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Posts posted by jpeters3

  1. 2 minutes ago, OSUmetstud said:

    Its 10mb lower than the other plane though. Somethings wrong there. 

    It's just simple formula - doesn't mean there is "something wrong with the plane" 

    Also, planes are flying at different altitudes, which probably explains the different extrapolations. 

    • Like 1

  2. 1 minute ago, tiger_deF said:

    That plane has been having extrap issues all day so the sonde will be crucial

    I don't think it's the plane per se, it's probably that the traditional reduction formula isn't very accurate in this situation.

    • Like 1

  3. Just now, vortex95 said:

    I wasn't throwing in the towel and I was not being irresponsible.  Laura is a significant threat.  Just pointing caveats on its intensity potential.   And I did acknowledge there is a transition time by using the words "gradually" and "with time"

    "You want to see a smooth ring of convection gradually develop, and cool with time, and wrap around the center,
    and most importantly, persist for more than just a couple of hours."

    NHC points out the caveats in terms of dry air and shear well in the 4pm CDT discussion.  They say dry air could still be a factor but don't go with it explicitly for now.  Shear will be a factor 6-12 hr before landfall, so it is prudent to not go too aggressive in the intensity at this point.  They did not change their intensity forecast at landfall from 10am CDT.

    Got it.  Apologize for my critical post.

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  4. 12 minutes ago, vortex95 said:

    Rapid very cloud top convective development in a blob fashion in one quad isn't generally a good sign overall for significant intensification. You want to see a smooth ring of convection gradually develop, and cool with time, and wrap around the center, and most importantly, persist for more than just a couple of hours.   At that point, RI is much more likely.

    This logic is flawed.  You seem to state that you need good organization to get good organization.  But what you are failing to acknowledge is that there is a transitional time period between bad organization and good organization.

    Not saying that RI is imminent or even that it will definitively happen, but just that it is irresponsible to throw in the towel based on ill-concieved notions.

  5. 1 minute ago, HKY_WX said:

    I disagree w/ your premise that you cant have a Cat 3 or 4 with some mid-level dry air around. It's happened many times. Almost all major hurricanes that track north of 25 Latitude will likely face dry air problems. If we're talking about achieving  Cat 5/historical wind/pressures, sure I would agree the environment would need to be pristine.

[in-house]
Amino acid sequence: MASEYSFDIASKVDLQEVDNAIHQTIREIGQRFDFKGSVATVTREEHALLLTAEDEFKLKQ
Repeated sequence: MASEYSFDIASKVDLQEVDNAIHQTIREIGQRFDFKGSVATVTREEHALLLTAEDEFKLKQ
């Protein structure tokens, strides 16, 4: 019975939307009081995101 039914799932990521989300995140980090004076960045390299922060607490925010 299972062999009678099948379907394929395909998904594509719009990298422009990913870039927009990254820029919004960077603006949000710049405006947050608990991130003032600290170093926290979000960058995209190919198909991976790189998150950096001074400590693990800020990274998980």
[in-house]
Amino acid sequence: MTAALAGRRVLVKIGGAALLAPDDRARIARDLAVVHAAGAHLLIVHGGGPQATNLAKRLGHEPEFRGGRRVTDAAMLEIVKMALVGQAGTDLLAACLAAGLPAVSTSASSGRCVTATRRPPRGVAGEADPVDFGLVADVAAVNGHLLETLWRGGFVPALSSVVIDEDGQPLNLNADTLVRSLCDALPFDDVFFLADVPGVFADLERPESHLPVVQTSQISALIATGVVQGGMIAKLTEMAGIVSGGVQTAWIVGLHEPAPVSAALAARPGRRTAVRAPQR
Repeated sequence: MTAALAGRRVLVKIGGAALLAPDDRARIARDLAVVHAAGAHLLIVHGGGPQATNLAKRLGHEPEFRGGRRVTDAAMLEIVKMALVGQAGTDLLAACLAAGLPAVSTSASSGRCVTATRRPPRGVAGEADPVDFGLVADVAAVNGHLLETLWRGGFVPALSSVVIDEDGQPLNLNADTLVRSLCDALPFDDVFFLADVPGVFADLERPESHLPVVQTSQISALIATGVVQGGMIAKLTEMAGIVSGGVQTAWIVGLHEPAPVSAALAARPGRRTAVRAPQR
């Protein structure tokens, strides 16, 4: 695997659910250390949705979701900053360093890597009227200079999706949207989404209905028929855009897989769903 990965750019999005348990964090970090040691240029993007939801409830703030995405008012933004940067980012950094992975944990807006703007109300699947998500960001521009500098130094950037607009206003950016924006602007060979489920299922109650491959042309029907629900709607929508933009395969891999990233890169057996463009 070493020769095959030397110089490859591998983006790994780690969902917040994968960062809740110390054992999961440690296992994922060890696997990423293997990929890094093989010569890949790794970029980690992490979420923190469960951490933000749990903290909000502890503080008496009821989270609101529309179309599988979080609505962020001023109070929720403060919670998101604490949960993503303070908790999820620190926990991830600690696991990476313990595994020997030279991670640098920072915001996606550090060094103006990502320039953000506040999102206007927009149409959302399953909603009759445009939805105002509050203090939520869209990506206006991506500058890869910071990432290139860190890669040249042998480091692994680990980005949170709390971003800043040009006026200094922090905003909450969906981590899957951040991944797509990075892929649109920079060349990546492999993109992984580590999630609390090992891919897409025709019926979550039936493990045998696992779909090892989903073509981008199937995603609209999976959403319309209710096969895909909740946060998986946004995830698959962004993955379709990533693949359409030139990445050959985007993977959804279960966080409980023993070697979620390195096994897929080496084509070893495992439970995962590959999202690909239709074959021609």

You're hard pressed to find large scale anticyclone with very high RH in the middle troposphere within it... And large scale anticyclones are favorable regions for TC intensification.

    • Like 1

  6. Just now, Dunkman said:

    I was going to ask about the comma shape. It seems when storm gain that shape on the east coast they're never able to revert back to a symmetrical look even when conditions greatly improve. I assume that isn't usually the case in the gulf?

    I suspect the comma shape was due to northerly shear.  It's possible that this will go away as the shear abates. 

  7. Just now, TradeWinds said:

    Honestly bombs away and RI are too overused. Not every tower firing means RI. Would be a good drinking game for sure on this board. 

    Every hot tower = RI, and every minor warming of the cloud tops or slight degradation of the satellite presentation = weakening.

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  8. Just now, vortex95 said:

    There are three key things that have to be ideal for an intense hurricane: 1) warm enough SSTs, 2) low shear, and 3) a moist column.  If any one of these three is not ideal, it is difficult to get anything higher than a strong Cat 2 IMHO.  Occasional dry air intrusions are going to likely be persistent issue up until landfall for Laura. And just the elongated structure N-S that has persisted, that isn't a overall good sign for significant intensification anytime soon.  Latest EIR loop show irregular strong bursts of very cold IR tops in the S quad of the circulation.  These irregular bursts have been an issue for days now.  Is there any real reason to expect they will stop since mid-level RH will remain a bit too low (60% or less)?

    We've discussed the RH issue a bit.  I don't think this will be a huge hinderance to strengthening so long as shear is low.  Dynamically, the pulse-like nature is more connected to shear than to RH.  Now, when shear is present, low RH probably has a more deleterious effect than high RH.  But it does look like the system is trying to get its act together, in a way that It hasn't throughout the entirety of its life up to this point.  For instance, the new pulses of convection are forming a concentric ring.